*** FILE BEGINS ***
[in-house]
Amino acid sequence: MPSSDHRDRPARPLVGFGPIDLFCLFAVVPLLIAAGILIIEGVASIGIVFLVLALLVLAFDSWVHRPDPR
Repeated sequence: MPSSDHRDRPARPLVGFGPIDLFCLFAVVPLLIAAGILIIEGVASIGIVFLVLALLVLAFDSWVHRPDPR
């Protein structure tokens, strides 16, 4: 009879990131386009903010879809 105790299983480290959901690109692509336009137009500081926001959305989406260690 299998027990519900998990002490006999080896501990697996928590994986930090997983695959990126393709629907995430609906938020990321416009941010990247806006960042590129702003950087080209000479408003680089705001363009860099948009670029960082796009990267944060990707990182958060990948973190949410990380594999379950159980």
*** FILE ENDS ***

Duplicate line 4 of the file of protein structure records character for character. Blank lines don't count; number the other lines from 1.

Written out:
């Protein structure tokens, strides 16, 4: 009879990131386009903010879809 105790299983480290959901690109692509336009137009500081926001959305989406260690 299998027990519900998990002490006999080896501990697996928590994986930090997983695959990126393709629907995430609906938020990321416009941010990247806006960042590129702003950087080209000479408003680089705001363009860099948009670029960082796009990267944060990707990182958060990948973190949410990380594999379950159980």